Biography

Martin Johnson Heade was born in Lumberville, Pennsylvania, a Delaware River town in Bucks County. His earliest teachers were local Quaker artists—Edward Hicks (of Peaceable Kingdom fame) and his nephew, Thomas Hicks. Heade began as a portrait painter in the naive style, and pursued a career in portraiture and genre painting, albeit in a more sophisticated style after his return from Rome and Paris in the mid-1840s. Theodore E. Stebbins, Jr., in The Life and Works of Martin Johnson Heade (1975), says that Heade “progressed from . . . [an] awkward, untrained manner . . . to a competent, academic style, comparable to the standards of the leading practitioners of the day . . . [in] a period, however, of generally uninspired portraits in America” (p. 15).

Heade turned to landscape painting in the 1850s, and it is as a landscapist and a painter of birds and flowers that he attained master status. The man seems to have been as personally restless as his painted images are still. He lived at different times in Rhode Island; New York City; Boston; Summit, New Jersey; and Washington, D. C., before marrying for the first time and moving permanently to Florida in 1883 at the age of sixty-four. From the 1850s to the 1880s he painted throughout the New England and Middle Atlantic states, notably on Long Island, in New Jersey, Maine, Rhode Island, Connecticut, and Massachusetts. These local forays were punctuated by painting trips to Brazil (1863); Nicaragua and Colombia (1866–67); Colombia, Panama, and Jamaica (1869–70); British Columbia (1872); and California (1875). Although Heade lived in the famous Tenth Street Artist’s Studio Building in 1859–60, and again from 1866 until 1879 (sharing a studio with Frederic Edwin Church), he appears to have been relatively unsociable. Stebbins notes:

He was literally the only landscapist of his time who lived in New York never to become even an Associate Member of the National Academy [of Design], and he was refused membership in the Century Association, a club to which nearly all the leading New York painters belonged (ibid., p. 103).

Although Heade earned a living from his art, he was not considered a major artist in his lifetime, and what visibility he may have enjoyed began to fade when he left New York City in 1881. From his death until the middle of the twentieth century, both his memory and his work languished in obscurity. Thus, the close critical attention of the past thirty years represents in Heade’s case not a “rediscovery,” as in, for example, the renewed interest in nineteenth-century celebrities such as Frederic Church or Albert Bierstadt, but the new discovery of an artist whose work was never very highly regarded or closely examined during his own lifetime. Stebbins was both perceptive and prophetic in his 1969 catalogue essay (Martin Johnson Heade, University of Maryland Art Gallery) when he concluded that Heade’s “personality and his art were both out of place in their time, and they made his worldly failure inevitable; perhaps only now can his art be given its due.”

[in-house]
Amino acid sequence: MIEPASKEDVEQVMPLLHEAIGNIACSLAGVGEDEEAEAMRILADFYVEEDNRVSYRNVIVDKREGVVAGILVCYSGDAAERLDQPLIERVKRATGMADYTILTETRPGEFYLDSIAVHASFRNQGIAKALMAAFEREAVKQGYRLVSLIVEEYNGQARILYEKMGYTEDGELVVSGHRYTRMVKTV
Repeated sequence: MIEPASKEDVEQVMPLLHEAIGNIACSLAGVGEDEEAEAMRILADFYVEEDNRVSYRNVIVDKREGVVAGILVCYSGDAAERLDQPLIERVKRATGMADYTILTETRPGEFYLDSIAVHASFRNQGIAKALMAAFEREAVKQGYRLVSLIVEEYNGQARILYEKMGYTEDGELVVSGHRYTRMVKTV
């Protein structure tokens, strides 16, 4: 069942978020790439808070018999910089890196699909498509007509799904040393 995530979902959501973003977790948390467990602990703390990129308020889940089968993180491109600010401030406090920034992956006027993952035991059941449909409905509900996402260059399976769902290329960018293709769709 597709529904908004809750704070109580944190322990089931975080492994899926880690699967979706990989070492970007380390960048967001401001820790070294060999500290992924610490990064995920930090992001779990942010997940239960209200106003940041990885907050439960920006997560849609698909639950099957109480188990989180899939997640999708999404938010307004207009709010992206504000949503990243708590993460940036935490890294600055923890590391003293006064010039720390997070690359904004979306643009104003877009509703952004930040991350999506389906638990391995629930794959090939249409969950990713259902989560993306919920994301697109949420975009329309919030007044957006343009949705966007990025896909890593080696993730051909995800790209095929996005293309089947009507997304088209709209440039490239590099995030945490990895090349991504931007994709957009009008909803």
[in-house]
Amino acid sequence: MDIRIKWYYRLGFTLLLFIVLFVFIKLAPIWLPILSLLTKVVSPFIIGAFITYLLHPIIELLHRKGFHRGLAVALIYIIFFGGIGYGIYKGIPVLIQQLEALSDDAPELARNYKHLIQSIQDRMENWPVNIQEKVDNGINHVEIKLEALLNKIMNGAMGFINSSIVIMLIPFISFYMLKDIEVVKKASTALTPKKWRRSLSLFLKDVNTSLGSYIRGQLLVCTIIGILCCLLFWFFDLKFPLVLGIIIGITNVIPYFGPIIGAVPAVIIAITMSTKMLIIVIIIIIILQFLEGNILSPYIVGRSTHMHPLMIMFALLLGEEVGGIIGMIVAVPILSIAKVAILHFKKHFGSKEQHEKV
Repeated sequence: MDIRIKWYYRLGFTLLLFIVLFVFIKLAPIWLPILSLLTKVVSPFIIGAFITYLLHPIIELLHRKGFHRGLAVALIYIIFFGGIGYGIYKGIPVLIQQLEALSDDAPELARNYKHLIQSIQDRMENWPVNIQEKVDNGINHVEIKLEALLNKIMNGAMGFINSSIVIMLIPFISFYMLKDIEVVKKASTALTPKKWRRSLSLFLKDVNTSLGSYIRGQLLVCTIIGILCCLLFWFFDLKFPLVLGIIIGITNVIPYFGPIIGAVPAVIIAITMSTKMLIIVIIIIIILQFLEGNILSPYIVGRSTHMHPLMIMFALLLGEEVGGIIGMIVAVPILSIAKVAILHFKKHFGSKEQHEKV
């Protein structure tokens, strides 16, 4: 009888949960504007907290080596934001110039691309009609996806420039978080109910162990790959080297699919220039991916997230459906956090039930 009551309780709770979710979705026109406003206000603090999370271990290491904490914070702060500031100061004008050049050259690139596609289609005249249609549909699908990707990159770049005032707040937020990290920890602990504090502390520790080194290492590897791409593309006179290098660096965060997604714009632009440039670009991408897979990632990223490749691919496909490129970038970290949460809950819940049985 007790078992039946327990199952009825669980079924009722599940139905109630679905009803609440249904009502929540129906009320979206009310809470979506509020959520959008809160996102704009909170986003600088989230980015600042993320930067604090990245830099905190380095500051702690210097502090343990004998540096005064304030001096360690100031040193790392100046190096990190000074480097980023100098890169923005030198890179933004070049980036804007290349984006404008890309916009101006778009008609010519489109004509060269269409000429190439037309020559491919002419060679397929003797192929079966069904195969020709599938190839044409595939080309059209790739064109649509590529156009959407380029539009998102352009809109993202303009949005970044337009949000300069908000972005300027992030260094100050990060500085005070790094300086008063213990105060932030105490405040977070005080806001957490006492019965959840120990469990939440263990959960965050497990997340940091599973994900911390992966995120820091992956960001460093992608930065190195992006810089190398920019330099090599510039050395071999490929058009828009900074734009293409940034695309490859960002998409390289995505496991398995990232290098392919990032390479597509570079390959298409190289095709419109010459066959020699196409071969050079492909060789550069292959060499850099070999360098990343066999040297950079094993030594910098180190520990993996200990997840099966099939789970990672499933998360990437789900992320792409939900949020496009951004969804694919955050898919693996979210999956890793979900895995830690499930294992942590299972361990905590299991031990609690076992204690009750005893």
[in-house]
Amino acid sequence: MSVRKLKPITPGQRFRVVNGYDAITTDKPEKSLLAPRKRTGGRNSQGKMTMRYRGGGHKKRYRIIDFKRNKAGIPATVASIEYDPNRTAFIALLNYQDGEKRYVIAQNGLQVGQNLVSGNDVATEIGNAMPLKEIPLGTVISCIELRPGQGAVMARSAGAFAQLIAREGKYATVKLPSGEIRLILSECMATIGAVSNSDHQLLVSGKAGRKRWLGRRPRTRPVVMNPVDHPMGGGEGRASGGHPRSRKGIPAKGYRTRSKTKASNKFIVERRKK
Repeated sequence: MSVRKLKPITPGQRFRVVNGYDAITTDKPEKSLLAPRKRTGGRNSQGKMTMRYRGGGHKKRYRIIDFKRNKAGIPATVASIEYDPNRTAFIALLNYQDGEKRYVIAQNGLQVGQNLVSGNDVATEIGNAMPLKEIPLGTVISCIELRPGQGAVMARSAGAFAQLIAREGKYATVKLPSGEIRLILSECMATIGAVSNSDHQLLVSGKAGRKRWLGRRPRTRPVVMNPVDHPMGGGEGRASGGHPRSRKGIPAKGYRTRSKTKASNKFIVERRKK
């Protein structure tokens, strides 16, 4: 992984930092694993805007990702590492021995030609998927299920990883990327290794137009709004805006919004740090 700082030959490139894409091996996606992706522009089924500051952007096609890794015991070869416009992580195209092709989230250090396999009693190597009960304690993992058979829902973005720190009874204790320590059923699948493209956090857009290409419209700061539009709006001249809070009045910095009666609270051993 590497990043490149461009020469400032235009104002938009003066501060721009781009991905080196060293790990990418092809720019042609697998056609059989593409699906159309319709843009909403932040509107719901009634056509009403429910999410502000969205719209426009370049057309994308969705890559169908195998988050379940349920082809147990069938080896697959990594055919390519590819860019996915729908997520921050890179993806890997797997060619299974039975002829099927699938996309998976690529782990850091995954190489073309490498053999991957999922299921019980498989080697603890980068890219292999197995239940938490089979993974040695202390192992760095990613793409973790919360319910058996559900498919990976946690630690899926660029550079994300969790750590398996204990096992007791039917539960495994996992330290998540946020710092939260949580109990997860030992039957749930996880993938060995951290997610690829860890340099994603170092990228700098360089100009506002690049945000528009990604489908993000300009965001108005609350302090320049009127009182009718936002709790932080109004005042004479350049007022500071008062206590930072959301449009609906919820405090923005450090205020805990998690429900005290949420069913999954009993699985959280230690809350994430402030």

Heade painted his first floral still life in 1860, and throughout the 1860s and 1870s, and indeed until the end of his life, he produced an extensive body of work in which he further explored the parameters of the genre. In many of these still lifes, the number of floral elements is reduced in order to achieve compositional clarity and to highlight the latent symbolism of each subject. While Heade was not the only artist of his generation to paint floral still lifes—Severin Roesen, George Henry Hall, and George Cochran Lambdin also did notable work in this area—he did pursue this specialty with unprecedented seriousness. Heade also was a serious student of birds (particularly hummingbirds) and flowers (especially orchids), as well as an avid hunter of game birds. From 1880 until his death in 1904, he was a frequent contributor to the magazine Field and Stream, writing highly opinionated commentaries under the pseudonym of “Didymus.” During this same period, Heade moved to Florida and turned increasingly to still-life painting, taking on with particular verve a series of flower pictures. He experimented with a number of different types of flowers, including roses, orange blossoms, magnolias, and Cherokee roses, and in a variety of compositions.

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